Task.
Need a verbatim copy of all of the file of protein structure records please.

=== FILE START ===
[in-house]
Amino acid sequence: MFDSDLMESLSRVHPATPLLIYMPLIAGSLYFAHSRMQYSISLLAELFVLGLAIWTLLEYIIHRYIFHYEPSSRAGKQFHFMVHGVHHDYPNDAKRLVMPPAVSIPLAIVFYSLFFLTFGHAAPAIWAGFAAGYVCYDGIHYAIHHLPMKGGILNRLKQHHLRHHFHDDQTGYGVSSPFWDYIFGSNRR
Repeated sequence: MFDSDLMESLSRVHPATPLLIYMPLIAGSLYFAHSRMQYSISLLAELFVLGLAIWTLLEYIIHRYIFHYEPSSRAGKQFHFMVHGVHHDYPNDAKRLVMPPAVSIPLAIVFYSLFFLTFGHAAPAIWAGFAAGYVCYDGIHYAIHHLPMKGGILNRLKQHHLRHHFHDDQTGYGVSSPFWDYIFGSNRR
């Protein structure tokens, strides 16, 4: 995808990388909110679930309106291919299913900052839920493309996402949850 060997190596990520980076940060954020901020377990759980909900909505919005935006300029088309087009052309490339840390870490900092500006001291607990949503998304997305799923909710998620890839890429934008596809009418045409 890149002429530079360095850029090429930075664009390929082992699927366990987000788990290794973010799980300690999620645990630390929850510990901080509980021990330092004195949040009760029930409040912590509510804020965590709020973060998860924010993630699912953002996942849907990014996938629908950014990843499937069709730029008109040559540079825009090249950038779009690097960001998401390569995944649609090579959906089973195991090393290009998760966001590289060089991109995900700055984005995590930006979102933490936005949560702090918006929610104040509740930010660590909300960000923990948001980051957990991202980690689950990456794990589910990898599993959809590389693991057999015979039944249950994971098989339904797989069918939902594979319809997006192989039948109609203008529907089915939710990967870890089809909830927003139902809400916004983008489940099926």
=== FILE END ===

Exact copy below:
[in-house]
Amino acid sequence: MFDSDLMESLSRVHPATPLLIYMPLIAGSLYFAHSRMQYSISLLAELFVLGLAIWTLLEYIIHRYIFHYEPSSRAGKQFHFMVHGVHHDYPNDAKRLVMPPAVSIPLAIVFYSLFFLTFGHAAPAIWAGFAAGYVCYDGIHYAIHHLPMKGGILNRLKQHHLRHHFHDDQTGYGVSSPFWDYIFGSNRR
Repeated sequence: MFDSDLMESLSRVHPATPLLIYMPLIAGSLYFAHSRMQYSISLLAELFVLGLAIWTLLEYIIHRYIFHYEPSSRAGKQFHFMVHGVHHDYPNDAKRLVMPPAVSIPLAIVFYSLFFLTFGHAAPAIWAGFAAGYVCYDGIHYAIHHLPMKGGILNRLKQHHLRHHFHDDQTGYGVSSPFWDYIFGSNRR
């Protein structure tokens, strides 16, 4: 995808990388909110679930309106291919299913900052839920493309996402949850 060997190596990520980076940060954020901020377990759980909900909505919005935006300029088309087009052309490339840390870490900092500006001291607990949503998304997305799923909710998620890839890429934008596809009418045409 890149002429530079360095850029090429930075664009390929082992699927366990987000788990290794973010799980300690999620645990630390929850510990901080509980021990330092004195949040009760029930409040912590509510804020965590709020973060998860924010993630699912953002996942849907990014996938629908950014990843499937069709730029008109040559540079825009090249950038779009690097960001998401390569995944649609090579959906089973195991090393290009998760966001590289060089991109995900700055984005995590930006979102933490936005949560702090918006929610104040509740930010660590909300960000923990948001980051957990991202980690689950990456794990589910990898599993959809590389693991057999015979039944249950994971098989339904797989069918939902594979319809997006192989039948109609203008529907089915939710990967870890089809909830927003139902809400916004983008489940099926």